The Science of Quieter Cities

Could we design better places where we could all live together without hearing quite so much of each other? And just what would that sound like?

These aren’t questions only for apartment-dwellers. Obnoxious city noise comes from all around us, moving between buildings and through windows and across congested roads. If we don’t tame it„ people may never willingly rearrange themselves into the denser living patterns environmentalists say we need.

“People think, ‘Oh we need electricity from solar panels, we need x-y-z system, we need to use less water,”  Thomas Jones, the dean of Cal Poly’s College of Architecture and Environmental Design, says. “But we absolutely have to make living in denser urban environments pleasant to the senses, or we’ll lose the environmental battle.”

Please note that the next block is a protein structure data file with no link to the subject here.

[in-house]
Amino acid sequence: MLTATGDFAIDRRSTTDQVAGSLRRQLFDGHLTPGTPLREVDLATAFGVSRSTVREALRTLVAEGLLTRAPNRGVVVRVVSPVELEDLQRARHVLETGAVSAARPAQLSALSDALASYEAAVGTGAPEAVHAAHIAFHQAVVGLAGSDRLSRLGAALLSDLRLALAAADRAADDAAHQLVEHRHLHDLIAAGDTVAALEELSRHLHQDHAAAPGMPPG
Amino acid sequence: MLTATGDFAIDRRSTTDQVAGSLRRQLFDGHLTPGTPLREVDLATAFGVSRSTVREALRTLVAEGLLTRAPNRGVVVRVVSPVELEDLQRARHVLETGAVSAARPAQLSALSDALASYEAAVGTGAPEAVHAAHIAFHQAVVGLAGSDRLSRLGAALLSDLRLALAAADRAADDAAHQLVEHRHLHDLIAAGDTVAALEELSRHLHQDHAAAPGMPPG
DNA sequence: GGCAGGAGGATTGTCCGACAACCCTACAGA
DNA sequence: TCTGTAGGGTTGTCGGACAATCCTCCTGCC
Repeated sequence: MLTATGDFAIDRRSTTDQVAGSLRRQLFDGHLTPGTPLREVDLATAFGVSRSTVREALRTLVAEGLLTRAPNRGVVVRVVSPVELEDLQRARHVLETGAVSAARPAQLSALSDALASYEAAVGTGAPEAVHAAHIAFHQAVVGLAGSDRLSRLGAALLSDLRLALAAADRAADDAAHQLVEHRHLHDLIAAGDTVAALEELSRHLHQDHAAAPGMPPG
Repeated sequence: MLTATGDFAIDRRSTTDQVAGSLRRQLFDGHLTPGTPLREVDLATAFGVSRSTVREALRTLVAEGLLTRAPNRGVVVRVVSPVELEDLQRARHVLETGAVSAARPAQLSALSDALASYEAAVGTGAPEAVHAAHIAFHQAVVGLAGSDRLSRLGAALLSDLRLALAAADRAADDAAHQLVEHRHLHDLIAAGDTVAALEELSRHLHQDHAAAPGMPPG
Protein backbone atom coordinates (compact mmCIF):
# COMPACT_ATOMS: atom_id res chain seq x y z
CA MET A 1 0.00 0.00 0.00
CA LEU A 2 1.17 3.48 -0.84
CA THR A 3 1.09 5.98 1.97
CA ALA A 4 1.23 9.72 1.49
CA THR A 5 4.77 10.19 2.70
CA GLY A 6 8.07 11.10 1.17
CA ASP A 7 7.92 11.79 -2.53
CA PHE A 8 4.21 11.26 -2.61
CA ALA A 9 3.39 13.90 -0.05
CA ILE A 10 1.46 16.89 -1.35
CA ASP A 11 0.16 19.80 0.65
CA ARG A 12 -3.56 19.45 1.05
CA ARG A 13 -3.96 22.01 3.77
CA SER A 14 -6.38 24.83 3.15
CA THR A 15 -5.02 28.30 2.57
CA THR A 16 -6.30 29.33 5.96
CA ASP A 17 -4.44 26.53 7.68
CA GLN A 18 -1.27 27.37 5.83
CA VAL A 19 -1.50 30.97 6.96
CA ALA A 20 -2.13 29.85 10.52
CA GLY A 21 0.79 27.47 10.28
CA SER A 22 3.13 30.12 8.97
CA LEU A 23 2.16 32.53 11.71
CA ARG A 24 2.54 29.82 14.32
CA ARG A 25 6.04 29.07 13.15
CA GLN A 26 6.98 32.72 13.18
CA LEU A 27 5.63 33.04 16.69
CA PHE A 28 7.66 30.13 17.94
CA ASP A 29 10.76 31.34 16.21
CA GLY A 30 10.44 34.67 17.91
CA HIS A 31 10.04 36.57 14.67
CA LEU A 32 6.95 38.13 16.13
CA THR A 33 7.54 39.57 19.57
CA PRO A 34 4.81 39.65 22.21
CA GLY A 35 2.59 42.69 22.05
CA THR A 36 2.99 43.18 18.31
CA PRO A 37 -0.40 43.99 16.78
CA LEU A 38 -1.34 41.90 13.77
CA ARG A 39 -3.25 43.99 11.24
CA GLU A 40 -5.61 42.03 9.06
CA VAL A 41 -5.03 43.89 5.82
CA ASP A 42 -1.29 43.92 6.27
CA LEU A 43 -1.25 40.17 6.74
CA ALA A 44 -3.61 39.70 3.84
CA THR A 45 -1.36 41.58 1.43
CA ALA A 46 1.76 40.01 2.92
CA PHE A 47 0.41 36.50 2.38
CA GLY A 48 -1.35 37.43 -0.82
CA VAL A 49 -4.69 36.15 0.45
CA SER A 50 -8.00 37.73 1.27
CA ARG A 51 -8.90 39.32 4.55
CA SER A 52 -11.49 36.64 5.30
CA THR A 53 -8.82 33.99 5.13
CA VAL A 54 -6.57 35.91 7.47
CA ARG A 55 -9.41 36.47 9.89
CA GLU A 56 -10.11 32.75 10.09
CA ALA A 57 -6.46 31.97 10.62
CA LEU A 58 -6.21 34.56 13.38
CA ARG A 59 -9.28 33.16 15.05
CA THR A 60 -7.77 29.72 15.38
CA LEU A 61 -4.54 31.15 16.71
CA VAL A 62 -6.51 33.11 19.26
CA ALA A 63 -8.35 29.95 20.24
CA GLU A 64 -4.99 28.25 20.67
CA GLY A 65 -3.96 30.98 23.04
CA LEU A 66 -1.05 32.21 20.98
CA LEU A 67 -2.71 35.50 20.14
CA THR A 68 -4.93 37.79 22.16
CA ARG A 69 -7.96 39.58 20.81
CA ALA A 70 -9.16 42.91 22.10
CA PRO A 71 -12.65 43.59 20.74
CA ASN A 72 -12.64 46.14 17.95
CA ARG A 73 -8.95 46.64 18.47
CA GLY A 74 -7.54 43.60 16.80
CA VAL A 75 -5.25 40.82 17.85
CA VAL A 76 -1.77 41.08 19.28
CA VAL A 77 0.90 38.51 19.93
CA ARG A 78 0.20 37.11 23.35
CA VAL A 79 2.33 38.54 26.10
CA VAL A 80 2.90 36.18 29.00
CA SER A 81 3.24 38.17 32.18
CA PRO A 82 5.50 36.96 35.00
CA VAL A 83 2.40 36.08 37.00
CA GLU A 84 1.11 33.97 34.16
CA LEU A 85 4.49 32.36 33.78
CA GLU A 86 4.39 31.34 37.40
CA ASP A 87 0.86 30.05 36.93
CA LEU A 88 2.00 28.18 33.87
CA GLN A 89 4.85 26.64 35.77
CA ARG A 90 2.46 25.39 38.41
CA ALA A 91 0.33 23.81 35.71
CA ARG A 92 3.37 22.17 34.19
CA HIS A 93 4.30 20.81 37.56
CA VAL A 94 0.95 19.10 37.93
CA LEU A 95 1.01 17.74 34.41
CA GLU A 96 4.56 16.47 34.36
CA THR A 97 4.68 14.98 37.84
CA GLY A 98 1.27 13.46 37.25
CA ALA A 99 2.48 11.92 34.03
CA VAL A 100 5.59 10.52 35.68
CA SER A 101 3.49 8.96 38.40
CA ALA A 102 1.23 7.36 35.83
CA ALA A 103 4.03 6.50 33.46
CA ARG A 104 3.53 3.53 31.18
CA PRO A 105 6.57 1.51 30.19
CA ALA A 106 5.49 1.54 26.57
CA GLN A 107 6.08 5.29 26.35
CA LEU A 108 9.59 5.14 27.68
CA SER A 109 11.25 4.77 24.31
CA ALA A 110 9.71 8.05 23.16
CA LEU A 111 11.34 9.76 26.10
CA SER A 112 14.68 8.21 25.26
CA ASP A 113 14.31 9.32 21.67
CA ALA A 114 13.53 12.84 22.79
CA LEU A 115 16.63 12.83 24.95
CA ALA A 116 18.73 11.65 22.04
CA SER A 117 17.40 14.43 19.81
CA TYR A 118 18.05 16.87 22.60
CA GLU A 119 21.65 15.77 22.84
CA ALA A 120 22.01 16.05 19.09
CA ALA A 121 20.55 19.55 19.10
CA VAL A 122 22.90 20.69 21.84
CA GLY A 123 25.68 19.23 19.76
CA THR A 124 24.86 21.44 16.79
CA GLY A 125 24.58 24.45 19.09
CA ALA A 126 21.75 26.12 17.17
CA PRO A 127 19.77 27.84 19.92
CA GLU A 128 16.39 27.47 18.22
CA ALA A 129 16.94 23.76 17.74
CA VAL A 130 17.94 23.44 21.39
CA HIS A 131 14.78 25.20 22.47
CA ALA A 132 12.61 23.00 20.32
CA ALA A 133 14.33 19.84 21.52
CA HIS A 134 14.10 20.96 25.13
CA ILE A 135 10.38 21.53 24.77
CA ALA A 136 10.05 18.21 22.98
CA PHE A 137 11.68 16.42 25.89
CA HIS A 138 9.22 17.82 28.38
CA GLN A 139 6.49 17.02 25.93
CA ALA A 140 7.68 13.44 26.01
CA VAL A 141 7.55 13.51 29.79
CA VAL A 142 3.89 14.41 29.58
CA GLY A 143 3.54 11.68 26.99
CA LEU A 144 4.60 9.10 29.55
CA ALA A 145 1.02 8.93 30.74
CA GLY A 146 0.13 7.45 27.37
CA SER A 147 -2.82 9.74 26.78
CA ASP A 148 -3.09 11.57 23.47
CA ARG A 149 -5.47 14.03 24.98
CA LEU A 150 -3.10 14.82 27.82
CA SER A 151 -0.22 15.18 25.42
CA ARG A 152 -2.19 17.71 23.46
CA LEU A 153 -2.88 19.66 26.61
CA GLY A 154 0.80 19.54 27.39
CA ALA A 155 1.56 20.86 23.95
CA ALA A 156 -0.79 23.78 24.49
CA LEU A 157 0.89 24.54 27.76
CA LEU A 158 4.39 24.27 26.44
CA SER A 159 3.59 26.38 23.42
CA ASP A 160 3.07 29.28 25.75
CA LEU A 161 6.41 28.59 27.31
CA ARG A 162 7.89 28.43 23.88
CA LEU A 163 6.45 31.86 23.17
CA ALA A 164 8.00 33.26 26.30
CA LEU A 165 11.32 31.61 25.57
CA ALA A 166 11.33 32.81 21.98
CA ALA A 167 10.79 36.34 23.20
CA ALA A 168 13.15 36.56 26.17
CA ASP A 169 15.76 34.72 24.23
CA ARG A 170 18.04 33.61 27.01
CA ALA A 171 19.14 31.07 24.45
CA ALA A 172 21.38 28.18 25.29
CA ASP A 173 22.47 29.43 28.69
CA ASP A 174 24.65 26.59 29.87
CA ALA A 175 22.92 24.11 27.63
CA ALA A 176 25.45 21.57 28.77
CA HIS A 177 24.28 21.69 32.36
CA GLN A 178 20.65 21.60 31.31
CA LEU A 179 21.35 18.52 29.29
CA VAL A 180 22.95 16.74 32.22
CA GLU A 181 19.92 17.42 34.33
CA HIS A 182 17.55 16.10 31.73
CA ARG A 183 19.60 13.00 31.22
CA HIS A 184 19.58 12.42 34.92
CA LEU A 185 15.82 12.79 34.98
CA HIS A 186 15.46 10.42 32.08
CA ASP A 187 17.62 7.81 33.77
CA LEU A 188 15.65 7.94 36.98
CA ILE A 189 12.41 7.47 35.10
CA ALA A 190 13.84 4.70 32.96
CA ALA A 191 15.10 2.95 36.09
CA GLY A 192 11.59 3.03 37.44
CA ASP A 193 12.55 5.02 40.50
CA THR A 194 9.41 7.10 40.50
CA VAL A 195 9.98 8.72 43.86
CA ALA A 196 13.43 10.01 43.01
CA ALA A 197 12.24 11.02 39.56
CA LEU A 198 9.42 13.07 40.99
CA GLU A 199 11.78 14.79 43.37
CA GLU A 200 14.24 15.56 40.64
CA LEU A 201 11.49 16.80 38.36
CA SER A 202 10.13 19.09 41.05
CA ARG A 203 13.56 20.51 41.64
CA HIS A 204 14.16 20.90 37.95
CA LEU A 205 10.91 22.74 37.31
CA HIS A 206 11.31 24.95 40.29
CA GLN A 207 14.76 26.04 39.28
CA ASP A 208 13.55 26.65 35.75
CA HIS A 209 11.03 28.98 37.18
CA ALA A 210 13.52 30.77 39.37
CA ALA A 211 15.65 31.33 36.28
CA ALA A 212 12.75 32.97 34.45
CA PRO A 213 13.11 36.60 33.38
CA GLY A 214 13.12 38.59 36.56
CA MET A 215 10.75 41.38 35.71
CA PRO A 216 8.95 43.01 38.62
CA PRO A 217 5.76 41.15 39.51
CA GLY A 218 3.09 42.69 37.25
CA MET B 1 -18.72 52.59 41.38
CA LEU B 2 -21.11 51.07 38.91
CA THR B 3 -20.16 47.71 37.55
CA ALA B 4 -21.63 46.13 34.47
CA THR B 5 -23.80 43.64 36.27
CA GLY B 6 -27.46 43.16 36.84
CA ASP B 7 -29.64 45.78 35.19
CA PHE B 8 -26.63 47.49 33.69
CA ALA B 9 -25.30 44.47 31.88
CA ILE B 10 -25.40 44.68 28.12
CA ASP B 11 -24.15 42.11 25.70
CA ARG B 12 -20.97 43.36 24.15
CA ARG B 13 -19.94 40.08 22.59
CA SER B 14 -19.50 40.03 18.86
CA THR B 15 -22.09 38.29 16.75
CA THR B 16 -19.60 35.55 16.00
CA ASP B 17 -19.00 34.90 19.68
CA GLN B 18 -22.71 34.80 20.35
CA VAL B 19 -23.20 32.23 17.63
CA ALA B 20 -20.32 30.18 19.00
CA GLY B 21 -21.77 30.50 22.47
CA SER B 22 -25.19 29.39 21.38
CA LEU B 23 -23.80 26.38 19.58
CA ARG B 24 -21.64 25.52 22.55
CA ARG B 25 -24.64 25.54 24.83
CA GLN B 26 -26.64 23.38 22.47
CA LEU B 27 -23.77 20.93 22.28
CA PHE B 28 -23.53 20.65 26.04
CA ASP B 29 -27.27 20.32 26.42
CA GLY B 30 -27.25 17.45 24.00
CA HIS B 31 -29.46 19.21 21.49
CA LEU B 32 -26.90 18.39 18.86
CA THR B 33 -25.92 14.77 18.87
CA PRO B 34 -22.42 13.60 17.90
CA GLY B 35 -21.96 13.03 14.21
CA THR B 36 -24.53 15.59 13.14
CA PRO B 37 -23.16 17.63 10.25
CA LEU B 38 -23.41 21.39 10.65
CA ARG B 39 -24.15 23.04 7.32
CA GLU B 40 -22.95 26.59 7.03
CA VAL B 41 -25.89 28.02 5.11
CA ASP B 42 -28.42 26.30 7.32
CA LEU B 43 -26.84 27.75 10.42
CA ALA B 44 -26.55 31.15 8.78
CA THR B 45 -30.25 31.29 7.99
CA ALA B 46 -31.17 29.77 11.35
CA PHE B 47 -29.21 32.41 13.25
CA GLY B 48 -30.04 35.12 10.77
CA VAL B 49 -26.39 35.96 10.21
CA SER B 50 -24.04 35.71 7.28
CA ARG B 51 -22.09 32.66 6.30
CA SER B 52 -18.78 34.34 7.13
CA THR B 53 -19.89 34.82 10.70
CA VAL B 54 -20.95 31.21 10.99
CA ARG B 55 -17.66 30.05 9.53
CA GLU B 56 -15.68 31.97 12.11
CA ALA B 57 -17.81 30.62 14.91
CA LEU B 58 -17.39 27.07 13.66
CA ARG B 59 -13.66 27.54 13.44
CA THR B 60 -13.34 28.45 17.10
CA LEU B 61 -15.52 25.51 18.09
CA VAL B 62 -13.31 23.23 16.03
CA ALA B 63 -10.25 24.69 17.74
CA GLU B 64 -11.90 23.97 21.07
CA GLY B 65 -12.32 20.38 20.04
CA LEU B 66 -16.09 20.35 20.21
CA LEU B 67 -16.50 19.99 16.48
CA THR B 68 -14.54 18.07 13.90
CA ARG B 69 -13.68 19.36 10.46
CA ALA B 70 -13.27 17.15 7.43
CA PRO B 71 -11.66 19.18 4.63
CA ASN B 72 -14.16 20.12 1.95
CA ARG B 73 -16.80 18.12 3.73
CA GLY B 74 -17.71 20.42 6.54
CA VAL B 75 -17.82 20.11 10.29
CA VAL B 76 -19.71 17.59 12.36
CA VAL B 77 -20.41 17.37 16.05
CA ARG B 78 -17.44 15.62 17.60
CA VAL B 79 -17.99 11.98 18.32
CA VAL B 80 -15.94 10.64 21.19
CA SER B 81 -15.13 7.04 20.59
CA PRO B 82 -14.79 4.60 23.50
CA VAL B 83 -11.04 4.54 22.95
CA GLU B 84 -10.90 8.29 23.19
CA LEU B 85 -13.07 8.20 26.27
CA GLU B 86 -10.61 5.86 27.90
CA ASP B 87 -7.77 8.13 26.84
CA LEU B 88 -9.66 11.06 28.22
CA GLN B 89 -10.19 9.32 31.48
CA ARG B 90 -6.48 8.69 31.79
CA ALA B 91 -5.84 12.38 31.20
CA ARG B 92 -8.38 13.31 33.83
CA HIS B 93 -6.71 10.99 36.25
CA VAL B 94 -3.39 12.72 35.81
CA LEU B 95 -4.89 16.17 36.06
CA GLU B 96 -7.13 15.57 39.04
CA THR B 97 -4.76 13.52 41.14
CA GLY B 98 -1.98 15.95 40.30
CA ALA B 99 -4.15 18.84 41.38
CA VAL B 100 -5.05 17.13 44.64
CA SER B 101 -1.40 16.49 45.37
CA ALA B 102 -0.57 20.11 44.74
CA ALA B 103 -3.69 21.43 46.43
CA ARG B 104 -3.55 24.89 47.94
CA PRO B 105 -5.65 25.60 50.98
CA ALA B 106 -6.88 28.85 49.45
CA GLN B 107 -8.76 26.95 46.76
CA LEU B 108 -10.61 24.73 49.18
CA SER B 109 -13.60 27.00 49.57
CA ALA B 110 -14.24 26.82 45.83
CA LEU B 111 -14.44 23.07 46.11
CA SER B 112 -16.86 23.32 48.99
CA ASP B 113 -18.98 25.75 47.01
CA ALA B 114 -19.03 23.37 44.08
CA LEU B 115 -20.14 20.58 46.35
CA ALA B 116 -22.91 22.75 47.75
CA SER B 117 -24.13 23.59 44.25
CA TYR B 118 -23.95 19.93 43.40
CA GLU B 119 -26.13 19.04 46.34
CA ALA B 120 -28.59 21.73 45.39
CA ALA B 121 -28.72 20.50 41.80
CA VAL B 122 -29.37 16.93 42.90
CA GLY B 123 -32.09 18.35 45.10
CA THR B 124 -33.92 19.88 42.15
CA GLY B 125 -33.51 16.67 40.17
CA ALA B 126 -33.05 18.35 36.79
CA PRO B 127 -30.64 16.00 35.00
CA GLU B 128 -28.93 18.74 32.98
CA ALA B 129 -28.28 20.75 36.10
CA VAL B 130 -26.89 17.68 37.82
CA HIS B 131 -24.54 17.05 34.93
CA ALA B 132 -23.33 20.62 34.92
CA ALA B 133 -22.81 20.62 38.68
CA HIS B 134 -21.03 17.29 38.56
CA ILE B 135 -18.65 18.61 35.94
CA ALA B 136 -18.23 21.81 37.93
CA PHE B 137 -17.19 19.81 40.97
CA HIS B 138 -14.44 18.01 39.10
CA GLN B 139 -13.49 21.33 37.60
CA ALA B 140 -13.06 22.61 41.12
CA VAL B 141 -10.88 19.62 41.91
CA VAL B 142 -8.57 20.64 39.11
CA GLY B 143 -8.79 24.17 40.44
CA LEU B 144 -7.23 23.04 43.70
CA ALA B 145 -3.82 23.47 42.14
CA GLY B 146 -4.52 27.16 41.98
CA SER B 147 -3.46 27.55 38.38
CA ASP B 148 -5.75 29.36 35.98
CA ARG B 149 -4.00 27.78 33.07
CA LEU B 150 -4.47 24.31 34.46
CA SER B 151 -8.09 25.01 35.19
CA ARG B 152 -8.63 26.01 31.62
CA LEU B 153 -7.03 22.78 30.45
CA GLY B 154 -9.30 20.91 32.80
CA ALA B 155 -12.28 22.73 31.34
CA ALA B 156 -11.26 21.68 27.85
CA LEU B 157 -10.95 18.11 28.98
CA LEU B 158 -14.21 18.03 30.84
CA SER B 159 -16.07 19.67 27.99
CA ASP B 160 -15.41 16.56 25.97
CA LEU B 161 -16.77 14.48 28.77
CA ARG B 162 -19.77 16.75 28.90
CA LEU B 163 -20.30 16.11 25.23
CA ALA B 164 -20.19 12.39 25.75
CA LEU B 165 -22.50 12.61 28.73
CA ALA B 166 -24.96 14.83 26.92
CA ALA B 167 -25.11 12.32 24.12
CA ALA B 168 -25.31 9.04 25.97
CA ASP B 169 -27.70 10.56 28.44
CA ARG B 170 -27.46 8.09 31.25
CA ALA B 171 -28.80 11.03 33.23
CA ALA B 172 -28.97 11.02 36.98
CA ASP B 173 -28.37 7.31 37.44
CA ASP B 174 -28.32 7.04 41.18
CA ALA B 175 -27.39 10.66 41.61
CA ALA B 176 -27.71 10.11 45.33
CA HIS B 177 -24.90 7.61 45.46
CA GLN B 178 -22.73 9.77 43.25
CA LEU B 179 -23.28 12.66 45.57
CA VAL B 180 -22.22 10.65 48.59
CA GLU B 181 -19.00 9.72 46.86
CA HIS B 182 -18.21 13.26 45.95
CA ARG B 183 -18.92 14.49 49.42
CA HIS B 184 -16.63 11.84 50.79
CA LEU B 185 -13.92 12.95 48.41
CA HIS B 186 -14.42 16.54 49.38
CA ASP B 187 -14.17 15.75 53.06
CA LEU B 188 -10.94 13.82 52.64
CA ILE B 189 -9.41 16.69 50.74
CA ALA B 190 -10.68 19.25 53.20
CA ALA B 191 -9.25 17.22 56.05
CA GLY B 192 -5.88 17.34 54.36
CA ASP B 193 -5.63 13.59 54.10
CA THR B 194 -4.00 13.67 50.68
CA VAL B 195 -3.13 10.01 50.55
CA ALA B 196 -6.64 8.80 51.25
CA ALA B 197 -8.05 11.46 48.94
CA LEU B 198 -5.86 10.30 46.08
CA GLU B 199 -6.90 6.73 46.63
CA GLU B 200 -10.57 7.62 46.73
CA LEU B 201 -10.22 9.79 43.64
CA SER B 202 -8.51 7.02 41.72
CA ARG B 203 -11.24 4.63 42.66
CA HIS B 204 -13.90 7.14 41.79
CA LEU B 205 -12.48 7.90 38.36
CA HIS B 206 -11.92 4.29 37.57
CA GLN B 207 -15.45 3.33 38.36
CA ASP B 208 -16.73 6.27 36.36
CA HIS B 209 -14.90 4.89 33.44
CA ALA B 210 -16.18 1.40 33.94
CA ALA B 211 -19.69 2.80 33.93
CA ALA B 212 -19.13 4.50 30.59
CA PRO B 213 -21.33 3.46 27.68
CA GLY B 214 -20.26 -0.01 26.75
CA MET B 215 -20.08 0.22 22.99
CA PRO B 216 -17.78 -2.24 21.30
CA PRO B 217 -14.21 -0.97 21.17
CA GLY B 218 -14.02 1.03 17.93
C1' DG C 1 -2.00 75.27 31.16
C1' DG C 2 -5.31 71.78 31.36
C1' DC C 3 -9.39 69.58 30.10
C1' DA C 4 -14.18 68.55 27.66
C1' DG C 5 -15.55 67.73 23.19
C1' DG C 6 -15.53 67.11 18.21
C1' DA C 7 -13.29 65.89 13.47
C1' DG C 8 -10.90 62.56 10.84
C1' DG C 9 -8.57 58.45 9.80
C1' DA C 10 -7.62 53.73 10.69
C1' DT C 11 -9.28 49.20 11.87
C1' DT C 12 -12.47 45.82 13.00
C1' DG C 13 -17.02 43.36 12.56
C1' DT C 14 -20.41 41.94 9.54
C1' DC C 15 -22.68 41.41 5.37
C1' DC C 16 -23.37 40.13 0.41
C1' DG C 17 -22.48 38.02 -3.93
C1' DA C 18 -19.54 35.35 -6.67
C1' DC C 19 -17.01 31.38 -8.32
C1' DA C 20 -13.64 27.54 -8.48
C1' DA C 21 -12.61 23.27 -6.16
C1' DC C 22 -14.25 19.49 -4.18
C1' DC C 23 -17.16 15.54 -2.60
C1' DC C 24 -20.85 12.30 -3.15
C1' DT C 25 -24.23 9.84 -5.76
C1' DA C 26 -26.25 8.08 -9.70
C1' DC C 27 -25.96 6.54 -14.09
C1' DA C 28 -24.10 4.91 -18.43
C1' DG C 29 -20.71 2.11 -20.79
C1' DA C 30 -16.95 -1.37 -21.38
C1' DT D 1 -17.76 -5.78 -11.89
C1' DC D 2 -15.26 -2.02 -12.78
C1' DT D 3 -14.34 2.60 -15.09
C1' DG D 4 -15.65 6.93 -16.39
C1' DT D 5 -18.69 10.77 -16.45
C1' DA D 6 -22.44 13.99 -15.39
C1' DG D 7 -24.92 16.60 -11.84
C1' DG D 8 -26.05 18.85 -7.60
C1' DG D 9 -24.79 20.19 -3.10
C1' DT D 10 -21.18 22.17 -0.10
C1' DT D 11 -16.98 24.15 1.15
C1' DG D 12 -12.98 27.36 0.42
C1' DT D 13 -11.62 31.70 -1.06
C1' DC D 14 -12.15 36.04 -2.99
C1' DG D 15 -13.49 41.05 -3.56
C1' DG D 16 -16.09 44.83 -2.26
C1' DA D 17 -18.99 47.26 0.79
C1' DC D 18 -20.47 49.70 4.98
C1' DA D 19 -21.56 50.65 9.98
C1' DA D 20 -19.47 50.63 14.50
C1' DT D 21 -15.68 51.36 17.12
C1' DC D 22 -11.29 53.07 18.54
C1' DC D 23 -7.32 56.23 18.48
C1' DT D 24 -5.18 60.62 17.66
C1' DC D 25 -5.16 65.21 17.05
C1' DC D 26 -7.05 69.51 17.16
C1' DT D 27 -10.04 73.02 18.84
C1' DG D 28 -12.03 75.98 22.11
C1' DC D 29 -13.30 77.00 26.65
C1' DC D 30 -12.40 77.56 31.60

Maybe it’s time to start looking at townhouses and bus shelters with the same acoustic care engineers have long given to concert halls and schools. In doing so, it’s possible we could make the city sound not just quieter – but, in a very real way, more pleasant.

Read more at The Atlantic Cities. [Image: Shutterstock]


How the world of 1950 looked in 1925: infographic

Airships above you, cars below ground; clean pedestrianised streets, beautiful elegant high-rise living… how exotic the far-off year of 1950 must have seemed to readers of Popular Science Monthly in 1925, when the infographic below was published. Rediscovered by the wonderful Retronaut (Slogan: “the past is a foreign country. This is your passport”) it probably says more about 1925 than it does about 1950.